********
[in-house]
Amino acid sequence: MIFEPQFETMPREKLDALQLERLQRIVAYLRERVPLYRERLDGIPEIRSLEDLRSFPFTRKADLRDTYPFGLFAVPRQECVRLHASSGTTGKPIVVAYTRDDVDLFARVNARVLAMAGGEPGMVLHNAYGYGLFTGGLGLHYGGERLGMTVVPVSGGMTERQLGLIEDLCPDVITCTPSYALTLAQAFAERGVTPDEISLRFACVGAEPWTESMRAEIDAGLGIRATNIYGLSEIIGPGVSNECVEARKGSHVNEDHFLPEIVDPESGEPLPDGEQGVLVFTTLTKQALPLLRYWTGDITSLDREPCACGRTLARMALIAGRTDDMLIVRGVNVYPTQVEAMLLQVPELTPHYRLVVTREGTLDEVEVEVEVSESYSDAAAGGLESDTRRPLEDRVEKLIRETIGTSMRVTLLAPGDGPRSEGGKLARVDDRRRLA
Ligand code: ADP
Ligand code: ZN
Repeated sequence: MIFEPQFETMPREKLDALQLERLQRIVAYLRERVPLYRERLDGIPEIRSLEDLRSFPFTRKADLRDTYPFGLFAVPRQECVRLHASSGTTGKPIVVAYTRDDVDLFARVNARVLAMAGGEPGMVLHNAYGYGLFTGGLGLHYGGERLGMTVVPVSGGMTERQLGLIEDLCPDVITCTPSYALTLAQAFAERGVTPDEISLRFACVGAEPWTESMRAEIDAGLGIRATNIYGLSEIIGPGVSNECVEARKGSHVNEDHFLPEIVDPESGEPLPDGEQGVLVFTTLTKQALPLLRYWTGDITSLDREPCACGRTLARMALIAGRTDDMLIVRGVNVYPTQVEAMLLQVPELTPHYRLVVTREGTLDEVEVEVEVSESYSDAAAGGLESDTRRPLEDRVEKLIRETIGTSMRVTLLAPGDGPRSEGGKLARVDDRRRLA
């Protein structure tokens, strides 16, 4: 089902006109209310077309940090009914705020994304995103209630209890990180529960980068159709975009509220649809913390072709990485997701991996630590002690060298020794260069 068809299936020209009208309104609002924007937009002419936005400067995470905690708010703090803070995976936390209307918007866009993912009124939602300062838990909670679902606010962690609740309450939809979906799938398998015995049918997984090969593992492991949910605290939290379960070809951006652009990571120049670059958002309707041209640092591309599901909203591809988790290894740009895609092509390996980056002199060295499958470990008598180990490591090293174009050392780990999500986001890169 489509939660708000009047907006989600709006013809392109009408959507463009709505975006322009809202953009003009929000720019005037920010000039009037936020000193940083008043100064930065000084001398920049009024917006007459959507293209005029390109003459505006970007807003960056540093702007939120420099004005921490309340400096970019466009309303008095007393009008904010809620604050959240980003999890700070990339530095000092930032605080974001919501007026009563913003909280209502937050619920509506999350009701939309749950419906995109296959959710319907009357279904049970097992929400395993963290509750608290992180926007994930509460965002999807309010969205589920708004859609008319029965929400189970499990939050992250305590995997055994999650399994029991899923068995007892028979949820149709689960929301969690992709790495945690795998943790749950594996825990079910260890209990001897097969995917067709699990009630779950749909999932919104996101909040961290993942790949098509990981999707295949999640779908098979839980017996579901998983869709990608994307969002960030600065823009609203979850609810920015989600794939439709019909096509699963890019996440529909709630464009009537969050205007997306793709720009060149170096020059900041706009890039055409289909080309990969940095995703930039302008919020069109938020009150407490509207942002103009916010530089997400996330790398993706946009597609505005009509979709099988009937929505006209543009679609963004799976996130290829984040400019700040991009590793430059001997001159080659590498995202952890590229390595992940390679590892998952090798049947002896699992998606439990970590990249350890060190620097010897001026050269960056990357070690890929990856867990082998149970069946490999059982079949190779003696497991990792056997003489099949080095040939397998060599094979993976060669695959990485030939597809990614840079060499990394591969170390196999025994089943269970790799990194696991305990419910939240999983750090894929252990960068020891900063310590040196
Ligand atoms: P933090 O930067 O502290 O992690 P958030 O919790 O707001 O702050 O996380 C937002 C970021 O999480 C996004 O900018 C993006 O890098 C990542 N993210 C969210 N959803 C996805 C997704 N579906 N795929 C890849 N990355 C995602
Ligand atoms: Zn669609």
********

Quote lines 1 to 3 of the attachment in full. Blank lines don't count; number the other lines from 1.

[in-house]
Amino acid sequence: MIFEPQFETMPREKLDALQLERLQRIVAYLRERVPLYRERLDGIPEIRSLEDLRSFPFTRKADLRDTYPFGLFAVPRQECVRLHASSGTTGKPIVVAYTRDDVDLFARVNARVLAMAGGEPGMVLHNAYGYGLFTGGLGLHYGGERLGMTVVPVSGGMTERQLGLIEDLCPDVITCTPSYALTLAQAFAERGVTPDEISLRFACVGAEPWTESMRAEIDAGLGIRATNIYGLSEIIGPGVSNECVEARKGSHVNEDHFLPEIVDPESGEPLPDGEQGVLVFTTLTKQALPLLRYWTGDITSLDREPCACGRTLARMALIAGRTDDMLIVRGVNVYPTQVEAMLLQVPELTPHYRLVVTREGTLDEVEVEVEVSESYSDAAAGGLESDTRRPLEDRVEKLIRETIGTSMRVTLLAPGDGPRSEGGKLARVDDRRRLA
Ligand code: ADP